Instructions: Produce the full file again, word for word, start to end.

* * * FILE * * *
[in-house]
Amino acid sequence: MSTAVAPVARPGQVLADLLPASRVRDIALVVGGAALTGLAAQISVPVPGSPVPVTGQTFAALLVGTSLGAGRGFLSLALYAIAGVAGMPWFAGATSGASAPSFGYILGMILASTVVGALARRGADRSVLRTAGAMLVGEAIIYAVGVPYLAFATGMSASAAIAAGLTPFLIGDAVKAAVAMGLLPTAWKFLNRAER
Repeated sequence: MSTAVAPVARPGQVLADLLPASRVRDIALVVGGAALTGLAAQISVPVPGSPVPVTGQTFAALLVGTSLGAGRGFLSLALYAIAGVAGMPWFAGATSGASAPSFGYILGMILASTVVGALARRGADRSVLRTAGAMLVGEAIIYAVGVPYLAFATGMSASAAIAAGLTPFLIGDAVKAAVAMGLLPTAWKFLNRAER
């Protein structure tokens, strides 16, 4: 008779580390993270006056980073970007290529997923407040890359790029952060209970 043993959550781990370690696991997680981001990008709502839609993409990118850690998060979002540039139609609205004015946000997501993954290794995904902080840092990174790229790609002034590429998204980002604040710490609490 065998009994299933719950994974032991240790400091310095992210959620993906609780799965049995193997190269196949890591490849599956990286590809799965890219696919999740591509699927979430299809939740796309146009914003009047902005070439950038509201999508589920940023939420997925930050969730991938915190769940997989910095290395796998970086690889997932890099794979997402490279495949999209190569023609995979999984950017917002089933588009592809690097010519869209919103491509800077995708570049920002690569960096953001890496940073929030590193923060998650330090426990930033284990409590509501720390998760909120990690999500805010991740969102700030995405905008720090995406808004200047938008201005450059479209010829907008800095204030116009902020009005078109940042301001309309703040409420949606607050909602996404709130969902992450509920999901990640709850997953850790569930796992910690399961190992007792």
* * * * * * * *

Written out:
[in-house]
Amino acid sequence: MSTAVAPVARPGQVLADLLPASRVRDIALVVGGAALTGLAAQISVPVPGSPVPVTGQTFAALLVGTSLGAGRGFLSLALYAIAGVAGMPWFAGATSGASAPSFGYILGMILASTVVGALARRGADRSVLRTAGAMLVGEAIIYAVGVPYLAFATGMSASAAIAAGLTPFLIGDAVKAAVAMGLLPTAWKFLNRAER
Repeated sequence: MSTAVAPVARPGQVLADLLPASRVRDIALVVGGAALTGLAAQISVPVPGSPVPVTGQTFAALLVGTSLGAGRGFLSLALYAIAGVAGMPWFAGATSGASAPSFGYILGMILASTVVGALARRGADRSVLRTAGAMLVGEAIIYAVGVPYLAFATGMSASAAIAAGLTPFLIGDAVKAAVAMGLLPTAWKFLNRAER
């Protein structure tokens, strides 16, 4: 008779580390993270006056980073970007290529997923407040890359790029952060209970 043993959550781990370690696991997680981001990008709502839609993409990118850690998060979002540039139609609205004015946000997501993954290794995904902080840092990174790229790609002034590429998204980002604040710490609490 065998009994299933719950994974032991240790400091310095992210959620993906609780799965049995193997190269196949890591490849599956990286590809799965890219696919999740591509699927979430299809939740796309146009914003009047902005070439950038509201999508589920940023939420997925930050969730991938915190769940997989910095290395796998970086690889997932890099794979997402490279495949999209190569023609995979999984950017917002089933588009592809690097010519869209919103491509800077995708570049920002690569960096953001890496940073929030590193923060998650330090426990930033284990409590509501720390998760909120990690999500805010991740969102700030995405905008720090995406808004200047938008201005450059479209010829907008800095204030116009902020009005078109940042301001309309703040409420949606607050909602996404709130969902992450509920999901990640709850997953850790569930796992910690399961190992007792």